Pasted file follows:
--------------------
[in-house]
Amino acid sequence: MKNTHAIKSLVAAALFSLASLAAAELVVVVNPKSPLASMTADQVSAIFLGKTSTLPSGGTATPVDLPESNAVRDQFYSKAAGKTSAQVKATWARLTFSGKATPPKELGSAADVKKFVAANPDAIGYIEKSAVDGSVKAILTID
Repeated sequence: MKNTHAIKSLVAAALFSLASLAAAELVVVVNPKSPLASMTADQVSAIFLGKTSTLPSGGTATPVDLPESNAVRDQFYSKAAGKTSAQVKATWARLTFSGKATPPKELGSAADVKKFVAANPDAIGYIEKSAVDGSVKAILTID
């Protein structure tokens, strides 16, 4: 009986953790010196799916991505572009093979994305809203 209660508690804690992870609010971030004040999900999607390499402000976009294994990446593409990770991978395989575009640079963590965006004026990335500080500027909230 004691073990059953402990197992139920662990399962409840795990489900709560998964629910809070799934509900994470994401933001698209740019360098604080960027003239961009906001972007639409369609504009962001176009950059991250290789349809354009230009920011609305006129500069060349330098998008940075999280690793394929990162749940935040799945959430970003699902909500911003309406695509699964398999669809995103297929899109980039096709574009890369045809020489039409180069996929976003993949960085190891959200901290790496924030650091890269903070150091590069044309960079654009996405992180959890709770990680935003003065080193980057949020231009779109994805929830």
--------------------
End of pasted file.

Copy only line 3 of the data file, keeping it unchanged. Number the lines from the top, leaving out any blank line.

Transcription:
Repeated sequence: MKNTHAIKSLVAAALFSLASLAAAELVVVVNPKSPLASMTADQVSAIFLGKTSTLPSGGTATPVDLPESNAVRDQFYSKAAGKTSAQVKATWARLTFSGKATPPKELGSAADVKKFVAANPDAIGYIEKSAVDGSVKAILTID